Review : Adele - Live at the Royal Albert Hall
PopmattersSince Adele is so open on her albums, I will begin this review with an honest statement: I don’t care for Adele’s music. Yes, her voice is unbelievable and her everygirl personality is refreshing, but musically and artistically I find her a bit dull. In fact, one of my favorite pieces of music writing of 2011 was ex-Arab Strap singer Aidan Moffat’s withering Quietus piece on “Someone Like You” (look it up; it’s worth more than the energy it takes to type “Aidan Moffat Quietus” into Google).
I tried putting personal opinions aside when watching Live At The Royal Albert Hall and listening to the accompanying CD. Although the experience taught me that Adele is an engaging enough performer, the overall sensation remained one of boredom.
Amy Winehouse, before she devolved, emanated sass and sadness; she compelled in a live setting. Despite possessing a blazing voice, Adele is at her liveliest when bantering between songs. Performance-wise, she does little more than sway. Likewise, her backing band lacks the swagger of Winehouse’s Dap Kings collaborators.
However, Adele’s devotion to her audience is refreshingly genuine and, apart from her voice, the most intriguing part of her performance. When the big hits come, she surrenders the mic to the audience, who sing the choruses of “Someone Like You” and “Rolling in the Deep” (the set’s mighty closer) word for word. The latter song’s force, however, is slightly marred when the heavens open to pour down gold confetti. For a song filled with such hurt and vengeance, the gesture feels a little out of place.
Due to being only two albums deep into what looks to be a prosperous career, the Royal Albert set is heavy on covers. Of the lot, her versions of Bonnie Raitt’s “I Can’t Make You Love Me” and Bob Dylan’s “Make You Feel My Love” (sung in tribute to Winehouse) are the most successful. Both seem deeply heartfelt, like Adele understands, and is the only one who can make these words that are not hers ring true....full text
LatimesThe release date for Adele’s “Live at the Royal Albert Hall” CD (which also includes a 90-minute concert DVD) is auspicious, and not because it comes just in time for the holidays. It reminds us of what Adele’s recent throat surgery sought to preserve: her rich and lusty voice that soars to whatever blustery cliffs the songs demand.
Listening to Adele on these 17 songs recorded in her hometown earlier this fall is a bit like watching a pro running back score a touchdown. There’s a great athleticism to her vocals, as she dashes and twists her way through thickets of melody. Sometimes she reserves her energy, dodging around the note; other times she pins it down with a stylish growl. Reliving the songs as she sings them, Adele occasionally lets out a satisfied cackle, like at the end of “If It Hadn’t Been for Love,” a train-yard blues number that could almost be in Tom Waits’ repertoire. Sauntering through the bubbly Bacharach-style jazz on “Right as Rain” from her debut “19,” you can hear the smile on her face.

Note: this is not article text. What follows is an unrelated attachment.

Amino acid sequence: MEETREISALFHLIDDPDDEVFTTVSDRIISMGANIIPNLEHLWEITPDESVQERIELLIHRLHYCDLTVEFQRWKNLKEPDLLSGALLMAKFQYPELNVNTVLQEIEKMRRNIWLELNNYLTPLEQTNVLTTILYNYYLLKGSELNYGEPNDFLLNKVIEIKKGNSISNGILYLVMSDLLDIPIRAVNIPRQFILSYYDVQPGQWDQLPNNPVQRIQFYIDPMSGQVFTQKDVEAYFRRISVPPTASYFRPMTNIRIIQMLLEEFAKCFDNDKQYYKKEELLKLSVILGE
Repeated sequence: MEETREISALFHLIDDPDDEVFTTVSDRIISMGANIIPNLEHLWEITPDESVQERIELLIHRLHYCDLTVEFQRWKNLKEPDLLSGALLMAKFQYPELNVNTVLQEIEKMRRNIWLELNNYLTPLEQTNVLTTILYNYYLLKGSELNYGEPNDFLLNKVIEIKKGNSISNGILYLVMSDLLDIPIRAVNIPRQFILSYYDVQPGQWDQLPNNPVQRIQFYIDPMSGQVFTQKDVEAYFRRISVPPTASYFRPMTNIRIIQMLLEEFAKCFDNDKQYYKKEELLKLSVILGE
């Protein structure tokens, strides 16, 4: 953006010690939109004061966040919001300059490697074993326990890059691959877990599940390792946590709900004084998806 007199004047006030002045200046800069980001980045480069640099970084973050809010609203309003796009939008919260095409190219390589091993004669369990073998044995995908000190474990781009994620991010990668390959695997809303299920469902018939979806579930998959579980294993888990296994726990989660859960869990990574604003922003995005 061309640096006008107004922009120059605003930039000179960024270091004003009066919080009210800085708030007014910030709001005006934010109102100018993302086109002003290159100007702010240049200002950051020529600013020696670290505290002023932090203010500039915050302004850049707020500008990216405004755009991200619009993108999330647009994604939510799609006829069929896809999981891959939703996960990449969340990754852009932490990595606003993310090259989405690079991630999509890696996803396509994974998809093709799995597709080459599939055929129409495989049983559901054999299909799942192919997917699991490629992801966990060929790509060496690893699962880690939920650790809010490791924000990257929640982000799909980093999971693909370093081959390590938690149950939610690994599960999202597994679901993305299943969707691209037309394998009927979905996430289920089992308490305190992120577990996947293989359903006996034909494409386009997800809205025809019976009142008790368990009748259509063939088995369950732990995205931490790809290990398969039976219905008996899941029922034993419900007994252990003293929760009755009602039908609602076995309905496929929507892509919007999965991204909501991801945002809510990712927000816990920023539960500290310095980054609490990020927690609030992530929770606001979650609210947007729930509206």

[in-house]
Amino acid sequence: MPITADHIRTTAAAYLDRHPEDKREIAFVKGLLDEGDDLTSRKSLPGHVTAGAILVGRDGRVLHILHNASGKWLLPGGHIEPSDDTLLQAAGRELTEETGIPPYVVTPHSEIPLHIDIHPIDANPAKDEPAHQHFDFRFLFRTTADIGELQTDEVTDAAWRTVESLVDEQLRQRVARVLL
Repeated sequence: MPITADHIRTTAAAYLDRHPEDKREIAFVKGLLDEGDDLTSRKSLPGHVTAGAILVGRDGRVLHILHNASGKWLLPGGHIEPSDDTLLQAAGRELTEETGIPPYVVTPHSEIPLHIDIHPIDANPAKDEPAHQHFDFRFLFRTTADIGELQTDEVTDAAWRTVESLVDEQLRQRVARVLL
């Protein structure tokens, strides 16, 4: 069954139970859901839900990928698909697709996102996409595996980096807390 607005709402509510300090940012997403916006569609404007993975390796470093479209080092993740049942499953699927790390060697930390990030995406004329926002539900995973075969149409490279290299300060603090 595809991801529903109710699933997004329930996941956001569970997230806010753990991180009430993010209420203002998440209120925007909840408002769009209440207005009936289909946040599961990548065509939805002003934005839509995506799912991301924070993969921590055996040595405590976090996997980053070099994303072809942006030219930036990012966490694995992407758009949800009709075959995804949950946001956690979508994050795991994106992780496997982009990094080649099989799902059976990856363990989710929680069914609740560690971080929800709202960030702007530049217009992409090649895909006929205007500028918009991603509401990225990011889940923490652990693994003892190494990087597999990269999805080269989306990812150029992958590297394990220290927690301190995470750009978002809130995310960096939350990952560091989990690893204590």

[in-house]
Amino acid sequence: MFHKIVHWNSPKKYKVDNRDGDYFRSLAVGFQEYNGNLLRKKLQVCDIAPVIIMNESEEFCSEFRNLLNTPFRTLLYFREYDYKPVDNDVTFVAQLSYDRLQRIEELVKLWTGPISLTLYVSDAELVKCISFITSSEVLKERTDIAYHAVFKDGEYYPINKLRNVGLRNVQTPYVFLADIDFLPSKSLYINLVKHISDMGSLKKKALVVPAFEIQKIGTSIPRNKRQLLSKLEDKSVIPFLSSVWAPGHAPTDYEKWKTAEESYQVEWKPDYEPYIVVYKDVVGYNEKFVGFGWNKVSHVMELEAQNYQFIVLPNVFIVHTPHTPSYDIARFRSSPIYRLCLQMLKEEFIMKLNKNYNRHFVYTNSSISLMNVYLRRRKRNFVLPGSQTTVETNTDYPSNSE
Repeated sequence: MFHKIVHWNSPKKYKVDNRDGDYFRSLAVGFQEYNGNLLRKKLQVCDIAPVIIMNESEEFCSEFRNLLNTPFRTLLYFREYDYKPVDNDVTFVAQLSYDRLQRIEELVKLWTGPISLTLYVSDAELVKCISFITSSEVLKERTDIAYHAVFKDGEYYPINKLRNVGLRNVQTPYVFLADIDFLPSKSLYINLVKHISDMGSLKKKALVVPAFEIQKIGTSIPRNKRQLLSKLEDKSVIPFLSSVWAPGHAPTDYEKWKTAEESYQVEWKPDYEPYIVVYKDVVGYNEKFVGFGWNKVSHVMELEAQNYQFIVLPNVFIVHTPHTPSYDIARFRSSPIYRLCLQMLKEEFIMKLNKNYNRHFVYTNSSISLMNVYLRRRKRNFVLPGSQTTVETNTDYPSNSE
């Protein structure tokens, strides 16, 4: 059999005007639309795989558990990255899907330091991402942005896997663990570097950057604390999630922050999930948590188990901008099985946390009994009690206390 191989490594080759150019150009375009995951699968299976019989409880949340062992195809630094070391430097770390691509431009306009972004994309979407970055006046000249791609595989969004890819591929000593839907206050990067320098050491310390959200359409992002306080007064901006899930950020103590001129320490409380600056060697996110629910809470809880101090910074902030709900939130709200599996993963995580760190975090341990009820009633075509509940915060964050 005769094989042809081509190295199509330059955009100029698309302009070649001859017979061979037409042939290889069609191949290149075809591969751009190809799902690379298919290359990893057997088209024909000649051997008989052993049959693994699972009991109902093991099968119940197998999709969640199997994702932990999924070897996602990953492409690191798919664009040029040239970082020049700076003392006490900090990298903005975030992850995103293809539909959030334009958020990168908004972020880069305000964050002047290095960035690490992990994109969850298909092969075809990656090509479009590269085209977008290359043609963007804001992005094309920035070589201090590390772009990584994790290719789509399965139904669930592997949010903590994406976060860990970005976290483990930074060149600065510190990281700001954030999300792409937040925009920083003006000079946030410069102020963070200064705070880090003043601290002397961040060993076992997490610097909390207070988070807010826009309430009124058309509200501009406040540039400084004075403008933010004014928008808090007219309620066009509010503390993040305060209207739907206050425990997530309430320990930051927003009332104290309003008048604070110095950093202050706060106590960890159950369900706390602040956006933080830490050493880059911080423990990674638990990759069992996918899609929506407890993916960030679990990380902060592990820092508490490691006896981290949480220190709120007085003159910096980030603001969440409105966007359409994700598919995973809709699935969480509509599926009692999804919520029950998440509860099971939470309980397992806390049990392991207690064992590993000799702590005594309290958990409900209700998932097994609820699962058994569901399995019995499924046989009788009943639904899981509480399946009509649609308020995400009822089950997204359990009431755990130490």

For all her prowess, “Albert Hall” also catches a few slip-ups from Adele, times when she hits a flat note or showboats to the point of slackening the song’s momentum. Sometimes her band sounds a little thin behind her. But she is human, after all, and this is the first full-length live record of what will likely be many capturing an exciting moment in Adele’s career....full text
HeraldsunShe comes on stage to Hometown Glory - the gorgeous closing number of her debut 19. It's vocally tender, intimate and intense.
She follows it by saying in a thick Cockney fishwife accent, "Royal Albert F----n' Hall!"
Yes, here's more reason to love Adele - an anti-diva with a killer cackle who you'd love to go to the pub with. Filmed in September just before her globe-seducing voice packed up and her tour was cancelled, it's the closest we'll get to seeing her on stage for a while. Our loss.
It's part slick concert, part behind the music with the chatty, honest, potty-mouthed Adele part soul vocalist, part Little Britain character.
After I'll Be Waiting she tells the crowd: "That was a very rare happy, upbeat, optimistic one. I'm pretty miserable on record." She re-starts Take It All stating, "That was a sh-- note"....full text
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